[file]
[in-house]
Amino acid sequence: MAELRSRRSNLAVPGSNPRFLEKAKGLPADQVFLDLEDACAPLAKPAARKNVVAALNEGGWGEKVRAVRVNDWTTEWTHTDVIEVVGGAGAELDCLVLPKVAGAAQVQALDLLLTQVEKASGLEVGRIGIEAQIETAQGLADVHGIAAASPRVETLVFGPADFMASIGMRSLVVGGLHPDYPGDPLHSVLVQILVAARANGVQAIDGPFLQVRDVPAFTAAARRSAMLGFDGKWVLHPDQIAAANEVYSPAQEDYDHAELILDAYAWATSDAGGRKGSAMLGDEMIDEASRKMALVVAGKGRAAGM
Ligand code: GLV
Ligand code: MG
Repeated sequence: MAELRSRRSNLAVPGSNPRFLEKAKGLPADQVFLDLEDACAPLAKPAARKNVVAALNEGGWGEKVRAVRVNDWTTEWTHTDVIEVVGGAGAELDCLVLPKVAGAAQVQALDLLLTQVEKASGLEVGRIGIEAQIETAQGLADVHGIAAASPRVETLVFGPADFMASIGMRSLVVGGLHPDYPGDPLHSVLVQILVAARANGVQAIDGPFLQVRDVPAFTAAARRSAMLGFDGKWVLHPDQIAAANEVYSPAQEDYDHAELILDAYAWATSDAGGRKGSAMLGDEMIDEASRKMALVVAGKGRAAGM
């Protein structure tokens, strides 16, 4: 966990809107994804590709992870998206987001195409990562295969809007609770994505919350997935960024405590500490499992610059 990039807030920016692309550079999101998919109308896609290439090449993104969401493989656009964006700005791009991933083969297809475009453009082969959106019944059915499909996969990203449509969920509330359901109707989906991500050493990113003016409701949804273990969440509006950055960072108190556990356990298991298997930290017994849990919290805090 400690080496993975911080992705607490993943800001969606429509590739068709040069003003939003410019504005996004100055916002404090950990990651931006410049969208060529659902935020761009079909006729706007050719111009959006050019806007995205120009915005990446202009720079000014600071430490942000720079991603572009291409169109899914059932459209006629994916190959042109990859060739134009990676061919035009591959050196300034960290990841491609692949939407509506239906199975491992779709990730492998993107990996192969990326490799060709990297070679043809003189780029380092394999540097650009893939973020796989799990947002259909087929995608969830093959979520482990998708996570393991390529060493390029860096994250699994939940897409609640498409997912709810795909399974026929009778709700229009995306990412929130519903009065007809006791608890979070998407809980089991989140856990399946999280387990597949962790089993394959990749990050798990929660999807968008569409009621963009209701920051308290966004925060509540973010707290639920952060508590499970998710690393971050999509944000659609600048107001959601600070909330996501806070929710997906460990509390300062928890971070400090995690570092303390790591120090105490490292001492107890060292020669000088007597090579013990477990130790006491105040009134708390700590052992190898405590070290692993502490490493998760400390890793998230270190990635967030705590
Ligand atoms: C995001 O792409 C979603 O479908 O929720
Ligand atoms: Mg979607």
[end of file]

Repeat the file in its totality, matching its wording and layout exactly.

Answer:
[in-house]
Amino acid sequence: MAELRSRRSNLAVPGSNPRFLEKAKGLPADQVFLDLEDACAPLAKPAARKNVVAALNEGGWGEKVRAVRVNDWTTEWTHTDVIEVVGGAGAELDCLVLPKVAGAAQVQALDLLLTQVEKASGLEVGRIGIEAQIETAQGLADVHGIAAASPRVETLVFGPADFMASIGMRSLVVGGLHPDYPGDPLHSVLVQILVAARANGVQAIDGPFLQVRDVPAFTAAARRSAMLGFDGKWVLHPDQIAAANEVYSPAQEDYDHAELILDAYAWATSDAGGRKGSAMLGDEMIDEASRKMALVVAGKGRAAGM
Ligand code: GLV
Ligand code: MG
Repeated sequence: MAELRSRRSNLAVPGSNPRFLEKAKGLPADQVFLDLEDACAPLAKPAARKNVVAALNEGGWGEKVRAVRVNDWTTEWTHTDVIEVVGGAGAELDCLVLPKVAGAAQVQALDLLLTQVEKASGLEVGRIGIEAQIETAQGLADVHGIAAASPRVETLVFGPADFMASIGMRSLVVGGLHPDYPGDPLHSVLVQILVAARANGVQAIDGPFLQVRDVPAFTAAARRSAMLGFDGKWVLHPDQIAAANEVYSPAQEDYDHAELILDAYAWATSDAGGRKGSAMLGDEMIDEASRKMALVVAGKGRAAGM
């Protein structure tokens, strides 16, 4: 966990809107994804590709992870998206987001195409990562295969809007609770994505919350997935960024405590500490499992610059 990039807030920016692309550079999101998919109308896609290439090449993104969401493989656009964006700005791009991933083969297809475009453009082969959106019944059915499909996969990203449509969920509330359901109707989906991500050493990113003016409701949804273990969440509006950055960072108190556990356990298991298997930290017994849990919290805090 400690080496993975911080992705607490993943800001969606429509590739068709040069003003939003410019504005996004100055916002404090950990990651931006410049969208060529659902935020761009079909006729706007050719111009959006050019806007995205120009915005990446202009720079000014600071430490942000720079991603572009291409169109899914059932459209006629994916190959042109990859060739134009990676061919035009591959050196300034960290990841491609692949939407509506239906199975491992779709990730492998993107990996192969990326490799060709990297070679043809003189780029380092394999540097650009893939973020796989799990947002259909087929995608969830093959979520482990998708996570393991390529060493390029860096994250699994939940897409609640498409997912709810795909399974026929009778709700229009995306990412929130519903009065007809006791608890979070998407809980089991989140856990399946999280387990597949962790089993394959990749990050798990929660999807968008569409009621963009209701920051308290966004925060509540973010707290639920952060508590499970998710690393971050999509944000659609600048107001959601600070909330996501806070929710997906460990509390300062928890971070400090995690570092303390790591120090105490490292001492107890060292020669000088007597090579013990477990130790006491105040009134708390700590052992190898405590070290692993502490490493998760400390890793998230270190990635967030705590
Ligand atoms: C995001 O792409 C979603 O479908 O929720
Ligand atoms: Mg979607």